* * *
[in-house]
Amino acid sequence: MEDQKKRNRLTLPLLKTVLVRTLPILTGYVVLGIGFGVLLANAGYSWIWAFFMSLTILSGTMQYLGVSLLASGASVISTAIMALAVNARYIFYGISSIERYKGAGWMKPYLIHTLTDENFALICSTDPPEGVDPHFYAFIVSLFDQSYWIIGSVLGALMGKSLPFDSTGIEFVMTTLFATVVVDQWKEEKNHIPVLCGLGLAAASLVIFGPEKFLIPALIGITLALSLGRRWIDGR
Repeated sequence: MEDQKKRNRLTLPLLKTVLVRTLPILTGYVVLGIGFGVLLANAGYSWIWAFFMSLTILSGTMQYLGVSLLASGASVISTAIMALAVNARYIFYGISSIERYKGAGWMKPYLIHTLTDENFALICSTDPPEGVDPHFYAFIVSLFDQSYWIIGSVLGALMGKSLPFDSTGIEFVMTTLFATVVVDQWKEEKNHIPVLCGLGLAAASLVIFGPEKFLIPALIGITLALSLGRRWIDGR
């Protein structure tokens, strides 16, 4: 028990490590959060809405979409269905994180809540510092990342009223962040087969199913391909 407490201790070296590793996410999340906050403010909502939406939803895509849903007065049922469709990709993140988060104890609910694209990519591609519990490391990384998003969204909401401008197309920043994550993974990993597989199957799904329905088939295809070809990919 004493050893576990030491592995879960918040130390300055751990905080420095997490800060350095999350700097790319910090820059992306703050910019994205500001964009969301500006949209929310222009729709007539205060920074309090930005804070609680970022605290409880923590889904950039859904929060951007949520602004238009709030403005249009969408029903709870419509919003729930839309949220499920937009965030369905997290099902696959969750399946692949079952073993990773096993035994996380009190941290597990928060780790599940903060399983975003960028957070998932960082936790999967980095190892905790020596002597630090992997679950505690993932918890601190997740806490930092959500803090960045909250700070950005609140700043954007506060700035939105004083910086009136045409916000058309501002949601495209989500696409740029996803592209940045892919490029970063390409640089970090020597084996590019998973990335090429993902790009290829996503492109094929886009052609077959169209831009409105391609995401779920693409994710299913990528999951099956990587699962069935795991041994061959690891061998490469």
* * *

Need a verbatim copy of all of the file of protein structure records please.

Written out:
[in-house]
Amino acid sequence: MEDQKKRNRLTLPLLKTVLVRTLPILTGYVVLGIGFGVLLANAGYSWIWAFFMSLTILSGTMQYLGVSLLASGASVISTAIMALAVNARYIFYGISSIERYKGAGWMKPYLIHTLTDENFALICSTDPPEGVDPHFYAFIVSLFDQSYWIIGSVLGALMGKSLPFDSTGIEFVMTTLFATVVVDQWKEEKNHIPVLCGLGLAAASLVIFGPEKFLIPALIGITLALSLGRRWIDGR
Repeated sequence: MEDQKKRNRLTLPLLKTVLVRTLPILTGYVVLGIGFGVLLANAGYSWIWAFFMSLTILSGTMQYLGVSLLASGASVISTAIMALAVNARYIFYGISSIERYKGAGWMKPYLIHTLTDENFALICSTDPPEGVDPHFYAFIVSLFDQSYWIIGSVLGALMGKSLPFDSTGIEFVMTTLFATVVVDQWKEEKNHIPVLCGLGLAAASLVIFGPEKFLIPALIGITLALSLGRRWIDGR
């Protein structure tokens, strides 16, 4: 028990490590959060809405979409269905994180809540510092990342009223962040087969199913391909 407490201790070296590793996410999340906050403010909502939406939803895509849903007065049922469709990709993140988060104890609910694209990519591609519990490391990384998003969204909401401008197309920043994550993974990993597989199957799904329905088939295809070809990919 004493050893576990030491592995879960918040130390300055751990905080420095997490800060350095999350700097790319910090820059992306703050910019994205500001964009969301500006949209929310222009729709007539205060920074309090930005804070609680970022605290409880923590889904950039859904929060951007949520602004238009709030403005249009969408029903709870419509919003729930839309949220499920937009965030369905997290099902696959969750399946692949079952073993990773096993035994996380009190941290597990928060780790599940903060399983975003960028957070998932960082936790999967980095190892905790020596002597630090992997679950505690993932918890601190997740806490930092959500803090960045909250700070950005609140700043954007506060700035939105004083910086009136045409916000058309501002949601495209989500696409740029996803592209940045892919490029970063390409640089970090020597084996590019998973990335090429993902790009290829996503492109094929886009052609077959169209831009409105391609995401779920693409994710299913990528999951099956990587699962069935795991041994061959690891061998490469």